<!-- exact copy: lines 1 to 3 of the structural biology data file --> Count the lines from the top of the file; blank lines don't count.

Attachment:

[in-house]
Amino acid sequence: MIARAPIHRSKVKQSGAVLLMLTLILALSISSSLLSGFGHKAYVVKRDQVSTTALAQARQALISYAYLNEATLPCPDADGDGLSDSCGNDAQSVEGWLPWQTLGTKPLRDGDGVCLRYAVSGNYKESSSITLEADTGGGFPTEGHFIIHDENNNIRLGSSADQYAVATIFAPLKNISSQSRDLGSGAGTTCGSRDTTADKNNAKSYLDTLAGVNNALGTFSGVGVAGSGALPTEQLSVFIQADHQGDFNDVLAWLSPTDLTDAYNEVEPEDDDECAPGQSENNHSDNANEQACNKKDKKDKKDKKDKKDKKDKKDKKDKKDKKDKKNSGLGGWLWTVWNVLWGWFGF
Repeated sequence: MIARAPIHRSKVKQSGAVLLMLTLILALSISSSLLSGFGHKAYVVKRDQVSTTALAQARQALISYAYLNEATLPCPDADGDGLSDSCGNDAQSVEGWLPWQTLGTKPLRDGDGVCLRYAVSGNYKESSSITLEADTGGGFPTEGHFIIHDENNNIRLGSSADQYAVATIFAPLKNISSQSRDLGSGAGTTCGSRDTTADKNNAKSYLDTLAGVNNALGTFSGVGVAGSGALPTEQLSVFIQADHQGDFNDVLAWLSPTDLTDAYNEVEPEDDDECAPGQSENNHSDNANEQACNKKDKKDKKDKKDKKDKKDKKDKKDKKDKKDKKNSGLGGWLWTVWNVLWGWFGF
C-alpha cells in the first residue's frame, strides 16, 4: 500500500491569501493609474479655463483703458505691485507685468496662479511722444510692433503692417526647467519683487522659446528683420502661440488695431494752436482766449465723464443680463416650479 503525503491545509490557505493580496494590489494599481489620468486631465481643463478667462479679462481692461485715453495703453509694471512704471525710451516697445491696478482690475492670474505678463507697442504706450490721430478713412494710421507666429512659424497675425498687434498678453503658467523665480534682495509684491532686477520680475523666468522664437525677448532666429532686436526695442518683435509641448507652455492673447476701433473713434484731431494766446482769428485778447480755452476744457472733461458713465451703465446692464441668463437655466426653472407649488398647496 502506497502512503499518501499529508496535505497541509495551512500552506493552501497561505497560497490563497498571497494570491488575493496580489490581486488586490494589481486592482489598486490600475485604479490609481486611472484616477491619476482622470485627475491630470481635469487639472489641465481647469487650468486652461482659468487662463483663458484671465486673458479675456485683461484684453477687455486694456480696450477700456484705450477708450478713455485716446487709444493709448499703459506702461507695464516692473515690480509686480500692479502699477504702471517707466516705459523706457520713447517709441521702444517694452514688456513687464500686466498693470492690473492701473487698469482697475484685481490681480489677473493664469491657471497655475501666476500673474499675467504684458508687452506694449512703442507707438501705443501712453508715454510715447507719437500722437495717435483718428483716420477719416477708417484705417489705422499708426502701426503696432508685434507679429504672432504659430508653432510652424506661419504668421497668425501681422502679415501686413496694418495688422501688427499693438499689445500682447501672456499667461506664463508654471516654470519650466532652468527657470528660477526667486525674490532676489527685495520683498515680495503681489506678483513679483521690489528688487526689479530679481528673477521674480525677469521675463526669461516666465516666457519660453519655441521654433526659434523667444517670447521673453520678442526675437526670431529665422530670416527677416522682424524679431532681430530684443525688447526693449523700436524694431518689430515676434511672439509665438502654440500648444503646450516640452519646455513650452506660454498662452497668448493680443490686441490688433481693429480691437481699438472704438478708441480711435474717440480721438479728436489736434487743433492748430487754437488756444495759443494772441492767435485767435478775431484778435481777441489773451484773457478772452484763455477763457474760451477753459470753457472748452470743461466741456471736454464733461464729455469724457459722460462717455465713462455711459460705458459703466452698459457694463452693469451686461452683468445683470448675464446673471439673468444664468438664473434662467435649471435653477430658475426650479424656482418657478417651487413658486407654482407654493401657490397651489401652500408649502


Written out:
[in-house]
Amino acid sequence: MIARAPIHRSKVKQSGAVLLMLTLILALSISSSLLSGFGHKAYVVKRDQVSTTALAQARQALISYAYLNEATLPCPDADGDGLSDSCGNDAQSVEGWLPWQTLGTKPLRDGDGVCLRYAVSGNYKESSSITLEADTGGGFPTEGHFIIHDENNNIRLGSSADQYAVATIFAPLKNISSQSRDLGSGAGTTCGSRDTTADKNNAKSYLDTLAGVNNALGTFSGVGVAGSGALPTEQLSVFIQADHQGDFNDVLAWLSPTDLTDAYNEVEPEDDDECAPGQSENNHSDNANEQACNKKDKKDKKDKKDKKDKKDKKDKKDKKDKKDKKNSGLGGWLWTVWNVLWGWFGF
Repeated sequence: MIARAPIHRSKVKQSGAVLLMLTLILALSISSSLLSGFGHKAYVVKRDQVSTTALAQARQALISYAYLNEATLPCPDADGDGLSDSCGNDAQSVEGWLPWQTLGTKPLRDGDGVCLRYAVSGNYKESSSITLEADTGGGFPTEGHFIIHDENNNIRLGSSADQYAVATIFAPLKNISSQSRDLGSGAGTTCGSRDTTADKNNAKSYLDTLAGVNNALGTFSGVGVAGSGALPTEQLSVFIQADHQGDFNDVLAWLSPTDLTDAYNEVEPEDDDECAPGQSENNHSDNANEQACNKKDKKDKKDKKDKKDKKDKKDKKDKKDKKDKKNSGLGGWLWTVWNVLWGWFGF